The 2018 Blue Jays and the Hidden Benefits of ‘Addition by Subtraction’
There are two methods teams to can use to improve their roster: addition and subtraction. The majority of clubs have made very little additions (if any) this offseason. That includes the Toronto Blue Jays, whose front office has made a lot of subtractions, but very few additions.
Whether it’s via free agency or trade, “addition” is the sexier method to bulk up a roster. Monster free agent contracts and blockbuster trades move the needle dramatically and generate the most buzz. But the often overlooked way to improve a team year-over-year? It’s the simple nature of attrition.
Getting rid of dead weight off the roster; addition by subtraction.
This became especially evident after reading this piece from Jays from the Couch. The crux of the article is a potential rebuild, but in the process, they made a salient point about why 2017 went south for the Blue Jays. It was due in part to bad seasons by traditionally productive players and an unusually high amount of playing time occupied by replacement-level players.
In 2017, Jose Bautista, Kendrys Morales, Ryan Goins and Darwin Barney combined to play 579 games. Collectively, they were worth -2.6 Wins Above Replacement. If you’re looking for a quick summary of why the 2017 Toronto Blue Jays failed, this is it below.
The Blue Jays' Black Hole in 2017
The numbers don’t lie; nearly half of the Blue Jays’ starting lineup in 2017 had a bad season.
Throw in next-to-no production from the three-headed backup catcher monster, Chris Coghlan’s viral but ultimately forgettable stint as a Blue Jay, along with Bautista’s sudden and dramatic drop-off and Goins and Barney playing the bulk of the games up the middle and it’s no wonder the Jays finished in fourth place.
That’s not to say guys like Bautista, Goins and Barney were single-handedly responsible for the Blue Jays’ downfall last year. Bautista’s case is pretty unique, but Goins and Barney had to play because the Blue Jays had nobody else left to play the middle infield.
Goins and Barney combined to start 62% of the games at second base and 49% of the games at shortstop. With that in mind, you don’t even have to look at the Blue Jays record to know their season was a disaster.
It gets back to the “addition by subtraction” mantra. By letting Bautista walk as a free agent and replacing him with Randal Grichuk (or maybe even Anthony Alford in the near future), the Blue Jays get a little bit better.
By solidifying their middle infield depth with Yangervis Solarte and Aledmys Diaz, that means Goins and Barney won’t start the lion’s share of games at second base and shortstop … which makes the Blue Jays a little bit better.
Bring back Josh Donaldson for *fingers crossed* more than 113 games and Aaron Sanchez for *non-blister fingers crossed* more than 8 starts and 36 innings and that makes the Blue Jays a little bit better.
After the slew of shrewd moves by the Blue Jays’ front office, in essence, they’ve assured themselves at least replacement level production from their middle fielders and one outfield spot. Whatever combination of Solarte and Diaz along with Troy Tulowitzki and Devon Travis in theory should give the Blue Jays replacement level players at shortstop and second base.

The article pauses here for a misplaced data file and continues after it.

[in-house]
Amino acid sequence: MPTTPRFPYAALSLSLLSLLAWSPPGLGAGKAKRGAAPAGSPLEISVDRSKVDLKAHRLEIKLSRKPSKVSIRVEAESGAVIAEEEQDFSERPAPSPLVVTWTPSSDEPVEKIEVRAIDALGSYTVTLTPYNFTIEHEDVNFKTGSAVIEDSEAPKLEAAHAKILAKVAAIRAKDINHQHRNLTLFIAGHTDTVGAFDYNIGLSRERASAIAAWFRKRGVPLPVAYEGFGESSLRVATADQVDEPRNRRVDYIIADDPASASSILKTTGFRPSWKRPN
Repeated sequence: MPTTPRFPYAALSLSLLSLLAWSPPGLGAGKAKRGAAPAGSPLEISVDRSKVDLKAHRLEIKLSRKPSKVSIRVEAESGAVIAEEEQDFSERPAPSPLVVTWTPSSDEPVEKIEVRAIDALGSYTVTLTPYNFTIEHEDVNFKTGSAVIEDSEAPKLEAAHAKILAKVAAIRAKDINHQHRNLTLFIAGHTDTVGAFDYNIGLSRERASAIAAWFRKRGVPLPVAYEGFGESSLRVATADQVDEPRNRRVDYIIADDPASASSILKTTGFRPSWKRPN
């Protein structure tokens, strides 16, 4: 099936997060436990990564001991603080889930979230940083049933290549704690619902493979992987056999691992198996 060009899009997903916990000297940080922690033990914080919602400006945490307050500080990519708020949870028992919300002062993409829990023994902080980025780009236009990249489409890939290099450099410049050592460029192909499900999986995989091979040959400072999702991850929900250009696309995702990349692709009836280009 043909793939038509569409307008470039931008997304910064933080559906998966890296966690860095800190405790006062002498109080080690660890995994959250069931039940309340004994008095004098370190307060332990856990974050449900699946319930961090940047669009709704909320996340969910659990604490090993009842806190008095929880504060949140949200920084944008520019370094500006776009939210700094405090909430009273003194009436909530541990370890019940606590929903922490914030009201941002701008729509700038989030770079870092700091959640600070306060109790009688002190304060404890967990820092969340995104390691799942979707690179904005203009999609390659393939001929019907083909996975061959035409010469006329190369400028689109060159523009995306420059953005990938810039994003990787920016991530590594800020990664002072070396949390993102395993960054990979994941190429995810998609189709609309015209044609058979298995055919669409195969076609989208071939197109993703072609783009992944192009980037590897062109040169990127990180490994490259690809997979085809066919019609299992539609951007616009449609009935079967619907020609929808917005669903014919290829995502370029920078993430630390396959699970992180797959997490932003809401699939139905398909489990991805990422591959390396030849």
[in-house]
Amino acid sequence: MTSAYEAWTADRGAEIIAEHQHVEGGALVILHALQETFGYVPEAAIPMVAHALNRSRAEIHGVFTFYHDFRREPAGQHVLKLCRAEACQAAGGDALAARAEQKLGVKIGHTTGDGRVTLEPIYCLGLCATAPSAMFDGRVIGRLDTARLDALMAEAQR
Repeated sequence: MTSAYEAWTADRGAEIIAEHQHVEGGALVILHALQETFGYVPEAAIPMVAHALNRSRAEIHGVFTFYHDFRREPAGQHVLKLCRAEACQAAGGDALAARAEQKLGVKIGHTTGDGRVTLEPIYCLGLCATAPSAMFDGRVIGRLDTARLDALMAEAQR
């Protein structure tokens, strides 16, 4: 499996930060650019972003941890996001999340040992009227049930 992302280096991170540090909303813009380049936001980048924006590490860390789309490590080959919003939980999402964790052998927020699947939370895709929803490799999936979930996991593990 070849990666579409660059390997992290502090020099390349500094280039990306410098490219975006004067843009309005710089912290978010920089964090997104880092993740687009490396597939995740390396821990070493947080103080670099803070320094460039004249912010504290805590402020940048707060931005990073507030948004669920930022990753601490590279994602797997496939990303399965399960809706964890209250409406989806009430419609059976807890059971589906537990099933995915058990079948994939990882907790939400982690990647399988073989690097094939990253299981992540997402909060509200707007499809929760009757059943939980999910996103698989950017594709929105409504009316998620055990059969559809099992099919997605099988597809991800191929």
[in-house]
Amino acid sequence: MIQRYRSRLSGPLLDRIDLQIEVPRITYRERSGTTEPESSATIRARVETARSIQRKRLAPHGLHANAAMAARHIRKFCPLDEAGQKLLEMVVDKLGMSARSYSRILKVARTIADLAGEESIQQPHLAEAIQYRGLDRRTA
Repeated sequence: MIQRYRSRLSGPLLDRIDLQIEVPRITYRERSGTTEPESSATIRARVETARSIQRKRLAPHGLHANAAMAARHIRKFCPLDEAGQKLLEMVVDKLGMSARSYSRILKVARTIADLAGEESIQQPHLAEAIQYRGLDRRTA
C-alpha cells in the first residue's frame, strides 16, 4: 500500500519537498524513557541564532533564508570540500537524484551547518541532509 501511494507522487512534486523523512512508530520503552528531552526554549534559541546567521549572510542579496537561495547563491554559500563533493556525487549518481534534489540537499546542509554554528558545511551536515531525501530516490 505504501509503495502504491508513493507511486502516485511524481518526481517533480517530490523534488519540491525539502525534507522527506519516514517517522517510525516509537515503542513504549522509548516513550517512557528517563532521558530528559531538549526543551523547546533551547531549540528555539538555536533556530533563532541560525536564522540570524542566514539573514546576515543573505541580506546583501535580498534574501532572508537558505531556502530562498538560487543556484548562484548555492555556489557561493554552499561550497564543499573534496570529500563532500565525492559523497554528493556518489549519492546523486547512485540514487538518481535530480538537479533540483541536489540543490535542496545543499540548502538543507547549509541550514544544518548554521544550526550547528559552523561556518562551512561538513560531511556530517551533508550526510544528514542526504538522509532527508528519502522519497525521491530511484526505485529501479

Whatever combination of Teoscar Hernandez, Curtis Granderson and Ezequiel Carrera along with Grichuk should assure the Blue Jays of one not-negative WAR spot in the outfield.
That’s not to say everything will go right for the Blue Jays where everything went wrong for the team in 2017. Surely, several or their standout performers are due for some regression in 2018. Justin Smoak probably won’t replicate his 38 home run season from one year ago, but projections forecast him to be close to a two-win player in 2018.
Marcus Stroman may not be quite as dynamite as he was in 2017, but he’s expected to clear 200 innings for the third consecutive season and post a sub-four ERA in 2018. The potential drop-off in production from guys like Smoak and Stroman shouldn’t outweigh the potential upside of not carrying so many sub-par players on the roster this year.
The Blue Jays still have work to do in order to cobble this team into a contender. By simply not bringing back several of their underperformers from last year, the Blue Jays are already poised to be better in 2018.
4 thoughts on “The 2018 Blue Jays and the Hidden Benefits of ‘Addition by Subtraction’”
What makes you think that this same FO will not dredge up players similar to Maile, Montero, Saltalamachia, Refsnyder, and Coghlan this year?
This year’s roster is much better positioned to sustain injuries and dropoffs than last year. There really weren’t many position players they could pluck from the minors last year, which is why you saw Coghlan, Montero, Refsnyder et all pick up playing time. If somebody goes down to injury, the Jays now have 2 capable backup middle infielders and 5 outfielders to choose from.
Hi Ian, do you really believe that Diaz, coming from AAA, is an upgrade from Goins? Wasn’t GoGo 6th in offensive stats and crushing with risp; also, Bautista was rather pathetic in 16 after his bold proclamation that he couldn’t back up. Sure, he has some great years; but, he surpassed his sell by date and Gibby kept running him out there: I love Gibby’s humanness; but, as a manager, not so much
Were the Jays not in contention in August/September, those moves by Gibby would have been indefensible. But the Jays’ chances by then had long gone and they really had no other choice than to run Bautista and Goins out there every day.
Although Diaz may be a step down defensively, I’d much rather take his bat over Goins’. The Jays scored the fewest runs in the AL last year and they need all the offense they can get.
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